In 1835 The Quorum of the Twelve Apostles and the Quorum of the Seventy of the Mormon Church were organized like unto the ancient church under the apostles of Jesus Christ. Most of the men who filled the callings in The Church of Jesus Christ of Latter-day Saints had participated in Zion’s Camp. The Lord, by revelation, had said that the Latter-day Saints needed to be tried like Abraham:
Therefore, they must needs be chastened and tried, even as Abraham, who was commanded to offer up his only son. For all those who will not endure chastening, but deny me, cannot be sanctified (Doctrine and Covenants 101:4, 5).
Of the men in Zion’s Camp, the Lord said, “…it is expedient in me that they should be brought thus far for a trial of their faith” (Doctrine and Covenants 105:19). An Abrahamic sacrifice has several components. First, the Lord’s commandment needs to seem illogical — He called for volunteers to join Zion’s Camp during planting season in Ohio, risking the well-being of the families there. He had counseled the Saints to refrain from retaliating, but Zion’s Camp was sent to redeem the beleaguered Saints there, possibly by force. Abraham was obedient to the Lord’s command, even though it made no sense to him and seemed to contradict everything he knew about the Lord and himself. Secondly, it has to hurt. The men of Zion’s Camp suffered every form of physical stress to follow the prophet of God. Third, the hand of the Lord is stayed at the end, once He has seen that His child intends to be obedient. The Lord accepted the sacrifice of the men of Zion’s Camp, and rescinded the commandment to storm into Missouri to save the Saints.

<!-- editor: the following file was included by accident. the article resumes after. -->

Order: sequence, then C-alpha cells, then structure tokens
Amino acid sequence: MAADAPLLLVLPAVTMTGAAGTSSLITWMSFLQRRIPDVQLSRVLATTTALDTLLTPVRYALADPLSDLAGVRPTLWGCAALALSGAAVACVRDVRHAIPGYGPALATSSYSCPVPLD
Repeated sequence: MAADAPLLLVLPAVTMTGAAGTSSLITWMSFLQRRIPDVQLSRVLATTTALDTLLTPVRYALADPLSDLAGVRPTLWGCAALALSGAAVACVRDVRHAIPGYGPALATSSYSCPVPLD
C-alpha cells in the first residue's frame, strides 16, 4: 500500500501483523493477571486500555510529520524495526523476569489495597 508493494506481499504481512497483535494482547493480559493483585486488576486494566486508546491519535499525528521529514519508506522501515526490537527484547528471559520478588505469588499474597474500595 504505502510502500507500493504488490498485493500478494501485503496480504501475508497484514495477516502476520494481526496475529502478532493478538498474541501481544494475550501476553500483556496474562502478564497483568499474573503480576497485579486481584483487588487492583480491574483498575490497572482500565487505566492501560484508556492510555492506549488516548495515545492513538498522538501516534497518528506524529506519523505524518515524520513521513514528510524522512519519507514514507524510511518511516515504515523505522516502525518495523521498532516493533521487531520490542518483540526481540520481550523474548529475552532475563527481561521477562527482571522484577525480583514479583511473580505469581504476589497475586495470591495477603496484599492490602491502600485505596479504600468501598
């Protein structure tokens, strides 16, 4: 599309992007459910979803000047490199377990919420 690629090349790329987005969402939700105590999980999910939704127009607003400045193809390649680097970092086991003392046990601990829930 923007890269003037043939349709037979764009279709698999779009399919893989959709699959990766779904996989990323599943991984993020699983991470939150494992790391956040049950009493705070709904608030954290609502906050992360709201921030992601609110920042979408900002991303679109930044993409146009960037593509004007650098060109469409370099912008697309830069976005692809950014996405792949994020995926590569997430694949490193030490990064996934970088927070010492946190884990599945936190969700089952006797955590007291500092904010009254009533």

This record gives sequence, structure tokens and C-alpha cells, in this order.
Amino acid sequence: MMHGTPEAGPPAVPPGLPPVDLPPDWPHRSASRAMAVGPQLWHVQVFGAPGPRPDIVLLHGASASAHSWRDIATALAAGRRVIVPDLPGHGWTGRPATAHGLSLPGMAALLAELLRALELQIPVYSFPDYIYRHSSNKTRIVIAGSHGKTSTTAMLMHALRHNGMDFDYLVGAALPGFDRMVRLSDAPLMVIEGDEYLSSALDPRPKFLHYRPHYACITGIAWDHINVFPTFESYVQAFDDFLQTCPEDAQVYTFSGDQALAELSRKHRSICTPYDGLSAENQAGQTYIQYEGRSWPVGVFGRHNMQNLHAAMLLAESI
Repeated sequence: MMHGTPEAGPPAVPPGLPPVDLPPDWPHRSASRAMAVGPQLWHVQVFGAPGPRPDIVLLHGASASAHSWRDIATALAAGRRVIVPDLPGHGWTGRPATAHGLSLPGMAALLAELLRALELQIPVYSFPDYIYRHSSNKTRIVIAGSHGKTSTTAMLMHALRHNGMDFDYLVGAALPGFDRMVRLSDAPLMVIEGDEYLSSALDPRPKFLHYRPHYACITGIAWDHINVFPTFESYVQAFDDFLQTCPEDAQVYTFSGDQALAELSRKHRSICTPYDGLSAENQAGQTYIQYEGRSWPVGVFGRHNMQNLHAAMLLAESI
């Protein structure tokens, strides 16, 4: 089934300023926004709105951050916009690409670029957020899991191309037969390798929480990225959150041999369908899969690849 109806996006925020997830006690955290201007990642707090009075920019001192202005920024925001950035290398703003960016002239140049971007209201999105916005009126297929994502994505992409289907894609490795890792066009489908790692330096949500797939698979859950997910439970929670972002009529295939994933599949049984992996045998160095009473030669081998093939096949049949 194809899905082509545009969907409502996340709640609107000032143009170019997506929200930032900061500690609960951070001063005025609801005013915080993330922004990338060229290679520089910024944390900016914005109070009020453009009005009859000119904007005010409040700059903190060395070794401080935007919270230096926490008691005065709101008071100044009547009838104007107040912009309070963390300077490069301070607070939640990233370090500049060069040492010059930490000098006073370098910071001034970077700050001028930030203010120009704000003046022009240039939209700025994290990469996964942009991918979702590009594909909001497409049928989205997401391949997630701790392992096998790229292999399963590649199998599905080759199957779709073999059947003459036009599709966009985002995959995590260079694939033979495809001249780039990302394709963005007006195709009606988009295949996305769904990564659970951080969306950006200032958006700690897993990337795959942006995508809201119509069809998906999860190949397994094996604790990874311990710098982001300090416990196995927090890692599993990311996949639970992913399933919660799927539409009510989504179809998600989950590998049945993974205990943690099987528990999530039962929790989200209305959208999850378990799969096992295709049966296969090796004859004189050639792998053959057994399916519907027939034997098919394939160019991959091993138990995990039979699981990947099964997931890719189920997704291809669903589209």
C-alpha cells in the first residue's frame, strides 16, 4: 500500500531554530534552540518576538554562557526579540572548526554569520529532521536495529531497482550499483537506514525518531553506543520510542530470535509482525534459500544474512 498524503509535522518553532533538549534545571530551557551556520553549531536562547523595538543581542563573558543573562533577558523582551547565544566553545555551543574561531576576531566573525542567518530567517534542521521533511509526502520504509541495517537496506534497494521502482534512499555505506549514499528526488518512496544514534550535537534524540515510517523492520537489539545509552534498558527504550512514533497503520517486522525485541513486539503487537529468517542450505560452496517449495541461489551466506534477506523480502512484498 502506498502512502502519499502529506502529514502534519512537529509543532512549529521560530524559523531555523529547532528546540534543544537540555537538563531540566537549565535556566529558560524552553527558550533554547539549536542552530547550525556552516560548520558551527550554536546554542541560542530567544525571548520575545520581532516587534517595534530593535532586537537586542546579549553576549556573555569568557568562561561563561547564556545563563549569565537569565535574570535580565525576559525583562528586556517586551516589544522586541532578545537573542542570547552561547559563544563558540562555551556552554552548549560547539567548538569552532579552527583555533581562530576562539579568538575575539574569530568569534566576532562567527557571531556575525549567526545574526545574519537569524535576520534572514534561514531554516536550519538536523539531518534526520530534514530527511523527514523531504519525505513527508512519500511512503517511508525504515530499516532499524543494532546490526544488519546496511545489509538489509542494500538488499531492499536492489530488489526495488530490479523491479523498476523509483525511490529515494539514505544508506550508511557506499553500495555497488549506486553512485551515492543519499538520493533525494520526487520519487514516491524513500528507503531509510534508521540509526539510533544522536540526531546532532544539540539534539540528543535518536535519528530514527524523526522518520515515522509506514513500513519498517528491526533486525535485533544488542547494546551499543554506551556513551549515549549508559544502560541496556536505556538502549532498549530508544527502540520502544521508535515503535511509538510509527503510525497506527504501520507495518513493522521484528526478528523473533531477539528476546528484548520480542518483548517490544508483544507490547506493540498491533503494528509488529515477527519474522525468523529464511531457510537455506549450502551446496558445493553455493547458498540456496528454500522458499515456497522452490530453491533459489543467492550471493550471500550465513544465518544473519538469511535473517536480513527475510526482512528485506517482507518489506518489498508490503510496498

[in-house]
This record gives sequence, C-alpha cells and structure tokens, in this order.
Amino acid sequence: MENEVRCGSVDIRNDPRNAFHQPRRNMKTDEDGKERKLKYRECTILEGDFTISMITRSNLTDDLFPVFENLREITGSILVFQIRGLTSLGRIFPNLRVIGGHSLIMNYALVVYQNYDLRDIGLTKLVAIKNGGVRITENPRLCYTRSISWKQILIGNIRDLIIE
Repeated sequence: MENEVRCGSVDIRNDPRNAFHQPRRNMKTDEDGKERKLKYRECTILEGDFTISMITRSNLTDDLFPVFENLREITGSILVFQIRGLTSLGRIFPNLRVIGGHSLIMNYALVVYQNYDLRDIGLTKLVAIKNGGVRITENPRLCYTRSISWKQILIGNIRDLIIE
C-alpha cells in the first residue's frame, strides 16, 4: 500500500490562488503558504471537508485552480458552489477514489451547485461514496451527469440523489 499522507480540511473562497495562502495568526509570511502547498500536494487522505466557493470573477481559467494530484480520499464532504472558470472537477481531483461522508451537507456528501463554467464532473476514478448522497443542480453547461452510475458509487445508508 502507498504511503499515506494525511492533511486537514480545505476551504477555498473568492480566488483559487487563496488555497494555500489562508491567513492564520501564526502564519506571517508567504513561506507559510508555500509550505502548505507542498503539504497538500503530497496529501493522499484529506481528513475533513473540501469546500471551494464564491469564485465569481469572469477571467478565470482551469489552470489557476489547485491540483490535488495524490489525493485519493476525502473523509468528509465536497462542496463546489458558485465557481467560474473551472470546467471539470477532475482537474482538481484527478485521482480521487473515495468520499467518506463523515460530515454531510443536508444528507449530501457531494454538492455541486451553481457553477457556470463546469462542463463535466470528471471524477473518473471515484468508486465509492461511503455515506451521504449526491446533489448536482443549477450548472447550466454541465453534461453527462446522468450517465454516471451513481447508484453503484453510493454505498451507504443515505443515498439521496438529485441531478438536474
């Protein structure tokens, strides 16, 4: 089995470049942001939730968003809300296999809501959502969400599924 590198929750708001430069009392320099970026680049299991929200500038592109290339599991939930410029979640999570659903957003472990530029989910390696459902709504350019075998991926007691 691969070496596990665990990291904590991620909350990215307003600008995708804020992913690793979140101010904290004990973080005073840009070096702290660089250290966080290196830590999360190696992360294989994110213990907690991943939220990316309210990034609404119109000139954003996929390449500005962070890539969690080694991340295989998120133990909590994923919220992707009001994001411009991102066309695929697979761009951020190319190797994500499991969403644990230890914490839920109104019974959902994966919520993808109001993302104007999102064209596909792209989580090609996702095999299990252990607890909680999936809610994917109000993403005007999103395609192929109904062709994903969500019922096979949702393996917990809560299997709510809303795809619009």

Missionary work increased once the Twelve and the Seventy were chosen. In the early days of the Mormon church, the men who were sent out on missions, some on one mission after another, were often married men with families. They were dedicated enough to make that sacrifice and leave their families in the care of the Lord and helpful neighbors.
The Kirtland Mormon Temple was still under construction, and Joseph Smith was overseeing it. During this time, Joseph obtained the papyrii that, when translated, would become the Book of Abraham in the Pearl of Great Price.